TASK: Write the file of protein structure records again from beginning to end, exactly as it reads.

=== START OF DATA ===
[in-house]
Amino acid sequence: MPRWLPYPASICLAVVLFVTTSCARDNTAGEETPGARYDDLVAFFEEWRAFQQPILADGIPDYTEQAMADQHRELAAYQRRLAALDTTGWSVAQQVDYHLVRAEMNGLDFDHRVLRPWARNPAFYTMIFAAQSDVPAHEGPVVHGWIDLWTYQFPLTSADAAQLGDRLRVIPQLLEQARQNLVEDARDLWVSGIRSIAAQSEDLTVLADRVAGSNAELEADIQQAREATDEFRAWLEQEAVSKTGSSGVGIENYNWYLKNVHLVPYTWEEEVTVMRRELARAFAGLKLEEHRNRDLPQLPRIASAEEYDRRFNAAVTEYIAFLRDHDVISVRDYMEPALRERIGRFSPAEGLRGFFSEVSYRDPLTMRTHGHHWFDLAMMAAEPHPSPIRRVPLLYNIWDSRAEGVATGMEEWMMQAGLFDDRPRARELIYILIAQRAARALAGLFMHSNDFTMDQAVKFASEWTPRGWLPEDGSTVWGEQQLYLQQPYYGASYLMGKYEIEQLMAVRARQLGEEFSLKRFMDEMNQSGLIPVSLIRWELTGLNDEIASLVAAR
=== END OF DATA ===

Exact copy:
[in-house]
Amino acid sequence: MPRWLPYPASICLAVVLFVTTSCARDNTAGEETPGARYDDLVAFFEEWRAFQQPILADGIPDYTEQAMADQHRELAAYQRRLAALDTTGWSVAQQVDYHLVRAEMNGLDFDHRVLRPWARNPAFYTMIFAAQSDVPAHEGPVVHGWIDLWTYQFPLTSADAAQLGDRLRVIPQLLEQARQNLVEDARDLWVSGIRSIAAQSEDLTVLADRVAGSNAELEADIQQAREATDEFRAWLEQEAVSKTGSSGVGIENYNWYLKNVHLVPYTWEEEVTVMRRELARAFAGLKLEEHRNRDLPQLPRIASAEEYDRRFNAAVTEYIAFLRDHDVISVRDYMEPALRERIGRFSPAEGLRGFFSEVSYRDPLTMRTHGHHWFDLAMMAAEPHPSPIRRVPLLYNIWDSRAEGVATGMEEWMMQAGLFDDRPRARELIYILIAQRAARALAGLFMHSNDFTMDQAVKFASEWTPRGWLPEDGSTVWGEQQLYLQQPYYGASYLMGKYEIEQLMAVRARQLGEEFSLKRFMDEMNQSGLIPVSLIRWELTGLNDEIASLVAAR